An education analyst maintains that she is not surprised that the majority of high school graduates taking the American College Testing (ACT) college readiness test failed to hit the benchmark in the core subjects tested.
Nearly two-thirds of high school graduates taking the ACT exam failed to achieve the benchmark in three of four core subjects.
Lindsey Burke, who serves as a Will Skillman Fellow in Education at the Heritage Foundation, contends that the failure reflects an all-too-familiar trend in public education.
"We've seen a trend in low educational attainment levels below what I think we would all like to see for decades now,” Burke pointed out. “And so this is really more evidence of a lot of the same that students are really failing to get what they need to be successful."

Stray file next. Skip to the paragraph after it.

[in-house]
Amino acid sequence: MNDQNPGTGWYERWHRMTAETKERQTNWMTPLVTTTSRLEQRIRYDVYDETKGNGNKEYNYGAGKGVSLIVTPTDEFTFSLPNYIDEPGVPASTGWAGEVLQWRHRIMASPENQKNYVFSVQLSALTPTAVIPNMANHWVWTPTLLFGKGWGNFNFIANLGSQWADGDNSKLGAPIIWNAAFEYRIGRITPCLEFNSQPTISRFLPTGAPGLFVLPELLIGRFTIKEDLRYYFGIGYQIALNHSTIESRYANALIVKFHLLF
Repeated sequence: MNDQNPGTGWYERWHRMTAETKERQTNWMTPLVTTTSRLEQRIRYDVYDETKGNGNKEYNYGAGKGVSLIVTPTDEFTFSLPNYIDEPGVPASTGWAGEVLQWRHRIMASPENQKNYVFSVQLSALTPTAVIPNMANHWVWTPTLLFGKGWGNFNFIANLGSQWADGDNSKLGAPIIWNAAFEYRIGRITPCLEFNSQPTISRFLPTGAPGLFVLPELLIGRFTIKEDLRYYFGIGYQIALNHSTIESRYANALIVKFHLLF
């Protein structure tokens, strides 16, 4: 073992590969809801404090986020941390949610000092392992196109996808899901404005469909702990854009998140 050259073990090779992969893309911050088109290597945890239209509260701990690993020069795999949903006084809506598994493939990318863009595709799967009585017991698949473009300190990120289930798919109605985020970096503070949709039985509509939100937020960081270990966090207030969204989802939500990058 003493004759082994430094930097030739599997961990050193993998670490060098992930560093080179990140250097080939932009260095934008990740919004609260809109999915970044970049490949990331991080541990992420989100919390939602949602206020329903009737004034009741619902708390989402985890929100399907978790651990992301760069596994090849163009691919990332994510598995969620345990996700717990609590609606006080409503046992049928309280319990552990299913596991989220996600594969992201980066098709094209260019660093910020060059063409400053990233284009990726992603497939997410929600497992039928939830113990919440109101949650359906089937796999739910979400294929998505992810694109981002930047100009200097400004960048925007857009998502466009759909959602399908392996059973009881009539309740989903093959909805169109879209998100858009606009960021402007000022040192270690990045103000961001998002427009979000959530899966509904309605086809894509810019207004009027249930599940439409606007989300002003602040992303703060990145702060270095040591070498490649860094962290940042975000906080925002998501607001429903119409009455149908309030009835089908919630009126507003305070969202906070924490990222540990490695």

She says that a huge part of the problem of low student achievement is that public school students are assigned to schools by the government’s use of zip codes.
"Whenever you have that sort of top-down, government-delivered, assignment-by-zip-code model, then you're never going to be able to get the results you want because students just aren't able to access the type of unique learning options that would match well with what they need," Burke explained.
Burke insists that the perennial problem of low ACT scores is a further case for offering parents greater options for school choice.